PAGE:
MEDIA: CORONATION STREET - AN EXPERT'S VIEW. Corrie fan Ian Darby feels that the UK's oldest TV soap opera is still looking good after 40 years

I've been a fan of Coronation Street for nearly 20 years. Its heyday came for me not with the likes of Ena Sharples and Albert Tatlock sitting in the snug of the Rover's Return, but in the mid to late 80s when events such as the death of Alan Bradley, who fell under a Blackpool tram in 1989, eclipsed anything else on TV.

I've been a fan of Coronation Street for nearly 20 years. Its heyday came for me not with the likes of Ena Sharples and Albert Tatlock sitting in the snug of the Rover's Return, but in the mid to late 80s when events such as the death of Alan Bradley, who fell under a Blackpool tram in 1989, eclipsed anything else on TV.

Somehow for its entire 40-year lifespan, Coronation Street has kept its relevance. Its viewing figures remain staggeringly high. The Cadbury deal is the most expensive broadcast sponsorship and its advertising revenue is vital to the ITV network.

Last Friday, in an attempt to try something new to mark its 40th anniversary, ITV produced a live one-hour episode, going back to its roots when the first 12 episodes of Coronation Street went out live.

On the whole it was a raging success. The acting was as tight as one of Ken Barlow's pullovers and the entire production was pretty slick, apart from some early camera wobbles.

The plot centred around two events: the residents' 'Save our Street' campaign to stop its famous cobbles being dug up and the plight of long-suffering Vera Duckworth, who was dangerously ill in hospital following an operation to remove a kidney to save her grandson.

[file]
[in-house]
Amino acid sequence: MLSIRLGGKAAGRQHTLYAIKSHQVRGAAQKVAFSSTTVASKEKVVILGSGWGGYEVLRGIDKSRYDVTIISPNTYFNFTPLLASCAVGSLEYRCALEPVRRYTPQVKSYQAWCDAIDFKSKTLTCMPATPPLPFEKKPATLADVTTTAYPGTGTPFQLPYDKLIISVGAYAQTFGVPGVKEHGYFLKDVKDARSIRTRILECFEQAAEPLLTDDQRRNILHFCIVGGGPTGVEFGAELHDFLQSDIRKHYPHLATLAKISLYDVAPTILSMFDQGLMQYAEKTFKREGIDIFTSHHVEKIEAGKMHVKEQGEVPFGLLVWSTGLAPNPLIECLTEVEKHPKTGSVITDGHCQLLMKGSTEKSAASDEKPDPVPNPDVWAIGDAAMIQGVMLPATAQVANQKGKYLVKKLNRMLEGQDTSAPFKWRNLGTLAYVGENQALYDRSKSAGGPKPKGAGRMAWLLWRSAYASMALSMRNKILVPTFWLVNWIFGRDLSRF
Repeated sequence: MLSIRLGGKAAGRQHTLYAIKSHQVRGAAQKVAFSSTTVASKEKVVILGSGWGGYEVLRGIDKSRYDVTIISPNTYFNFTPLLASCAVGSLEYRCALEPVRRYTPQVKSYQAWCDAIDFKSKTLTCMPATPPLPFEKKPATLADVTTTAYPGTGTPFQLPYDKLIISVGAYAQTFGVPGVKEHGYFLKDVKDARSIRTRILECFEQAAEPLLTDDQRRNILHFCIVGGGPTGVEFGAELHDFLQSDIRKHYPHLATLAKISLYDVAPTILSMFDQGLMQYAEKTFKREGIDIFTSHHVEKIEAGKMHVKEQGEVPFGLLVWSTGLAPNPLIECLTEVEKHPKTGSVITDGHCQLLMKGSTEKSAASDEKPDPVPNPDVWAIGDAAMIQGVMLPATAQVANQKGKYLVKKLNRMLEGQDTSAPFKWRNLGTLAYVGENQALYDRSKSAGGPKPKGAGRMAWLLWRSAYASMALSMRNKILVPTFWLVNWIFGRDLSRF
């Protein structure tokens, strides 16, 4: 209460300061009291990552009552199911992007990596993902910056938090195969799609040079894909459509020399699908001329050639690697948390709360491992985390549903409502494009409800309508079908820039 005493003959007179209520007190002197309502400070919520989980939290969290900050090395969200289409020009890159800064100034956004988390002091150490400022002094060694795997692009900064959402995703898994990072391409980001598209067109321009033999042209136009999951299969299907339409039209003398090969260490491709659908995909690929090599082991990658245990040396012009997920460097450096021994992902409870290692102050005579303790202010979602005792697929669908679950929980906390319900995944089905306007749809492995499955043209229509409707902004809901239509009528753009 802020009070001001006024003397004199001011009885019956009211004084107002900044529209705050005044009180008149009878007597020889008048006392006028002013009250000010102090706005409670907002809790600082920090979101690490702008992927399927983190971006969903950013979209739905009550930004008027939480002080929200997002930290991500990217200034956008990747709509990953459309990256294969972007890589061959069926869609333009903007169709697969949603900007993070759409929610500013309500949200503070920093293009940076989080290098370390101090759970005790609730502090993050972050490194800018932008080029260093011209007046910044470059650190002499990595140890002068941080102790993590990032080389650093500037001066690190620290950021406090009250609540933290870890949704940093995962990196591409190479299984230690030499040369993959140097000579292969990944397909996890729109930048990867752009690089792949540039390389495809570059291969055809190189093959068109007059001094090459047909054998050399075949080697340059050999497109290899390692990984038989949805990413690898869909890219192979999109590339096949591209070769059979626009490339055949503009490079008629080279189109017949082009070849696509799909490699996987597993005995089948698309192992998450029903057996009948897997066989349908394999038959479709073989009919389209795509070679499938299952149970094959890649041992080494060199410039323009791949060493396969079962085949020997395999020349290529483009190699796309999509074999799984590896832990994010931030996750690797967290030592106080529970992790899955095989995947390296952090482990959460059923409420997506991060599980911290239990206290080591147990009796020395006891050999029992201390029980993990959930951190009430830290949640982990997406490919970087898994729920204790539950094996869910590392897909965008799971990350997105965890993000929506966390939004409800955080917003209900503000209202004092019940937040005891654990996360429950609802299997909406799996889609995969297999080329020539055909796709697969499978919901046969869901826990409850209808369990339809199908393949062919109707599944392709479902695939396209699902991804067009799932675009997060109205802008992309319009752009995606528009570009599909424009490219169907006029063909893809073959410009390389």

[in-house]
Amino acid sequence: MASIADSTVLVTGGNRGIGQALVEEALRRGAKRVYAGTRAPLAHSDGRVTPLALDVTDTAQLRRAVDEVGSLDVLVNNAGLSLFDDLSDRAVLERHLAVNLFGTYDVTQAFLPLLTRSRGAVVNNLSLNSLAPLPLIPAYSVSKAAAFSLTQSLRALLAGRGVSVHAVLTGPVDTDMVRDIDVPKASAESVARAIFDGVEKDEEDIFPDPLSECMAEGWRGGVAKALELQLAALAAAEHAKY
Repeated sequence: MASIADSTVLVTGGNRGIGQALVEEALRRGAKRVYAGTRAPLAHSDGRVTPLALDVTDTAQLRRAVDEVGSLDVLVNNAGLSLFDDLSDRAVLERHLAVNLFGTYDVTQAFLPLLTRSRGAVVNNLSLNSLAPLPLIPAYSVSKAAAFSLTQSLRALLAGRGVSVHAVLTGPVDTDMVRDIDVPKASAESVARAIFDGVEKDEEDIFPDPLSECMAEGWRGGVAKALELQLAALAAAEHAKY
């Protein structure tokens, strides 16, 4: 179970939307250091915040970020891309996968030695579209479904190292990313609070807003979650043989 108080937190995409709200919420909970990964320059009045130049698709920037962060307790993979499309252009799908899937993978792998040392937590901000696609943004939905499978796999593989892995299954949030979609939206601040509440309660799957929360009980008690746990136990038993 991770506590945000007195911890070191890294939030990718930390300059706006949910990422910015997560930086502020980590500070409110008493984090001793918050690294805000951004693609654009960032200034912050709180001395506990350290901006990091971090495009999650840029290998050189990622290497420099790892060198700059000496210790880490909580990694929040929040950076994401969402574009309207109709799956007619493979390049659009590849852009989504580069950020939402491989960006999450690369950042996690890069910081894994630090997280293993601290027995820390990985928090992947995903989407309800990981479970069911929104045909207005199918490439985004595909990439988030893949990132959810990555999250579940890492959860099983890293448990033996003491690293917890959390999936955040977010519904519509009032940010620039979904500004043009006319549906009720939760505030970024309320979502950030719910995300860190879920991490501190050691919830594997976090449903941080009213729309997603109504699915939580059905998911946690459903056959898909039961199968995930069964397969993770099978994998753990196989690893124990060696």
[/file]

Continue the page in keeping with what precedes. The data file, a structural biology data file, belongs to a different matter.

What evolved was an hour of melodrama and amiable nostalgia as the residents manned the barricades with shouts of 'we shall not be moved'. At the same time, we received a false alarm that Vera had died in hospital with Bill Tarmey as husband Jack playing some emotional scenes.

I was aware throughout that this was a clear celebration of Coronation Street's heritage. Prodigal sons Terry Duckworth and Peter Barlow returned for the occasion, and guest appearances by Prince Charles, Trevor McDonald and Slade's Noddy Holder added to the sense of it all being one big party.

In the end, Coronation Street's insistence on producing a comic ending resulted in both Vera pulling through and the cobbles being saved. The only dark clouds on the horizon came with Hayley, Coronation Street's transsexual, leaving Roy Cropper after he insisted she was less than a woman, and the possibility that the Rover's will cease to exist because Natalie is selling up to a brewery chain that will rename the pub The Boozy Newt.

Critics say that Coronation Street has lost its relevance, that it is no longer realistic and plays things for easy laughs. But this misses the point. It was never realistic, even in the 60s, and relies on a mix of comedy and nostalgia for its strong viewing figures. Its only stumbling block is that the demands of getting out four episodes a week often leads to a lessening of the tension because of excessive padding.



Channel: ITV, Friday 8 December, 8pm

Viewing audience: 14.2 million adults (up 25 per cent on previous Friday)

Ad rate for 30-second spot: Around pounds 80,000

Advertisers in the first ad break included: ONdigital, Boots, Yves Saint Laurent, Argos, Sony, Virgin Mobile, WH Smith.



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